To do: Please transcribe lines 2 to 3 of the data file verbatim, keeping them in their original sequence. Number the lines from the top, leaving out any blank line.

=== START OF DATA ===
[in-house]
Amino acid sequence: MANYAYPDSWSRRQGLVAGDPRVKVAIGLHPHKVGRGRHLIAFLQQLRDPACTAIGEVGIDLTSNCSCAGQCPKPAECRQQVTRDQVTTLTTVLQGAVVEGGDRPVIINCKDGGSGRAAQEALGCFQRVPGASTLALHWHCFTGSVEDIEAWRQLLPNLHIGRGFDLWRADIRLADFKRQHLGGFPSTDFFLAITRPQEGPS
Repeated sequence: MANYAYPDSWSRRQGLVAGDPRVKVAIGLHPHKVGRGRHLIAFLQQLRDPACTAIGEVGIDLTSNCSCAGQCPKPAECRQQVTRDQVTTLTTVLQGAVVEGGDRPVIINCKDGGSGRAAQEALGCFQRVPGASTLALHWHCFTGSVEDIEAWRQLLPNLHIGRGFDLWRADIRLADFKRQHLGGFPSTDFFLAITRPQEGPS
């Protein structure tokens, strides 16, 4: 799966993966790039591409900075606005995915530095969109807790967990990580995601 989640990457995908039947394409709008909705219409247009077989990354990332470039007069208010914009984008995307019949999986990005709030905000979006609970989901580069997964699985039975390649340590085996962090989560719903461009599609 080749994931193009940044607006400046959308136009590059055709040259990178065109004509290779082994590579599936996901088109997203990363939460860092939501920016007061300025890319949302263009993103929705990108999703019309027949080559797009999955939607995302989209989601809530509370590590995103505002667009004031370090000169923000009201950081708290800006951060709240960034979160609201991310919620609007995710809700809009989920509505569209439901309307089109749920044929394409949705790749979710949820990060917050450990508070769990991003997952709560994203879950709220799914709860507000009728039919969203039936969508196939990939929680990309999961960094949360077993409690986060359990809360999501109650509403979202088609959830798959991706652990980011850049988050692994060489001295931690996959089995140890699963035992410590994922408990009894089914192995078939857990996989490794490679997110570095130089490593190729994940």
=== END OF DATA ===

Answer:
Amino acid sequence: MANYAYPDSWSRRQGLVAGDPRVKVAIGLHPHKVGRGRHLIAFLQQLRDPACTAIGEVGIDLTSNCSCAGQCPKPAECRQQVTRDQVTTLTTVLQGAVVEGGDRPVIINCKDGGSGRAAQEALGCFQRVPGASTLALHWHCFTGSVEDIEAWRQLLPNLHIGRGFDLWRADIRLADFKRQHLGGFPSTDFFLAITRPQEGPS
Repeated sequence: MANYAYPDSWSRRQGLVAGDPRVKVAIGLHPHKVGRGRHLIAFLQQLRDPACTAIGEVGIDLTSNCSCAGQCPKPAECRQQVTRDQVTTLTTVLQGAVVEGGDRPVIINCKDGGSGRAAQEALGCFQRVPGASTLALHWHCFTGSVEDIEAWRQLLPNLHIGRGFDLWRADIRLADFKRQHLGGFPSTDFFLAITRPQEGPS